David Laskin was born in New York in 1953 and educated at Harvard College and New College, Oxford. For the past twenty-five years, Laskin has written books and articles on a wide range of subjects, including history, weather, travel, gardens, and the natural world. His most recent book, The Childrens Blizzard, won the Washington State Book Award and the Midwest Booksellers Choice Award for Nonfiction. A frequent contributor to The New York Times Travel Section, Laskin also writes for the Washington Post, the Seattle Times, and Seattle Metropolitan. He and his wife, Kate ONeill are the parents of three grown daughters and live in Seattle with their two sweet old dogs.
This biography was last updated on 12/04/2010.
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An interview with David Laskin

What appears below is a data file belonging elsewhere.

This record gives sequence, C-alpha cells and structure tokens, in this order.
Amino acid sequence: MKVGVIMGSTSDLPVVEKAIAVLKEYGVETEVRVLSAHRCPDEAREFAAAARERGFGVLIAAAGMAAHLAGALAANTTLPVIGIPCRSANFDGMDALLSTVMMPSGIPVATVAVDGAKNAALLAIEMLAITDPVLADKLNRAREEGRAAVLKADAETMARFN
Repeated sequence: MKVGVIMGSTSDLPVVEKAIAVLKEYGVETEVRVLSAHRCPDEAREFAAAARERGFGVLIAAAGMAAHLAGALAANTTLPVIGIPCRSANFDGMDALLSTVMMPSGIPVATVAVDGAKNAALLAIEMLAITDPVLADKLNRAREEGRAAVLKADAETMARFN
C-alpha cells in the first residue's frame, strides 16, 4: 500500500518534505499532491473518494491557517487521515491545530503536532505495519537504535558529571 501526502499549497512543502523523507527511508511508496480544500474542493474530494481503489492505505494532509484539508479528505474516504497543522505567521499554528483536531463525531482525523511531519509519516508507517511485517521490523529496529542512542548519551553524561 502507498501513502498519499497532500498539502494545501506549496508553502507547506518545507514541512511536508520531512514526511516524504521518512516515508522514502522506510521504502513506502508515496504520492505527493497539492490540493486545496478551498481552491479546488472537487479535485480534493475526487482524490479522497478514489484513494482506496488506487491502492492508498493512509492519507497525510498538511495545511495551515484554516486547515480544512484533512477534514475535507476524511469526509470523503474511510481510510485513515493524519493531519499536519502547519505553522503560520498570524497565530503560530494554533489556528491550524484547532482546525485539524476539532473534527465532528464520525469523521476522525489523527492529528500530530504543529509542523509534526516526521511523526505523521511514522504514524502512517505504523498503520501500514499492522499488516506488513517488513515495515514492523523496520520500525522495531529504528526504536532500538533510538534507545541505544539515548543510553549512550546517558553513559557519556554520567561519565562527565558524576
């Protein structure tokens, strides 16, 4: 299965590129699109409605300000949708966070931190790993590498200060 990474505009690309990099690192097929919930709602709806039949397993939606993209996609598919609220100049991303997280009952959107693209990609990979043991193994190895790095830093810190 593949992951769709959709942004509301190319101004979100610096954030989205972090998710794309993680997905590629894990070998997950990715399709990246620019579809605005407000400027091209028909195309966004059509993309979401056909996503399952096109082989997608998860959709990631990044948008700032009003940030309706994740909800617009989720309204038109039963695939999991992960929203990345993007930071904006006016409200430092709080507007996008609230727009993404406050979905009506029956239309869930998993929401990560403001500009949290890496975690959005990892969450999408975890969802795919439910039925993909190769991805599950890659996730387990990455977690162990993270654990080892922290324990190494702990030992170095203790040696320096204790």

What exactly was the children's blizzard and why is it still remembered
The event known as the school children's blizzard was a powerful winter storm that swept down on the Upper Midwest on January 12, 1888. Even settlers who had lived in the region for years insisted that they had never seen a storm come down so quickly (many compared it to an explosion or a wall of ice), drop temperatures so rapidly, and reduce visibility so dramatically. The storm hit today's South Dakota (still part of the undivided Dakota Territory at the time) and Nebraska in the middle of a school day (between 11 AM and 2 PM depending on location) -- and many frightened teachers dismissed their one-room country schools. Hundreds of children become lost on the prairie on their way home, hence the name the school children's blizzard.
How did you find the stories of individual families? Are there still descendants of storm victims living in the region?
Families still talk about the 1888 blizzard to this day, and all who had ancestors living in the region have family stories. Through local archives, old newspapers, country cemeteries, ads in local ...
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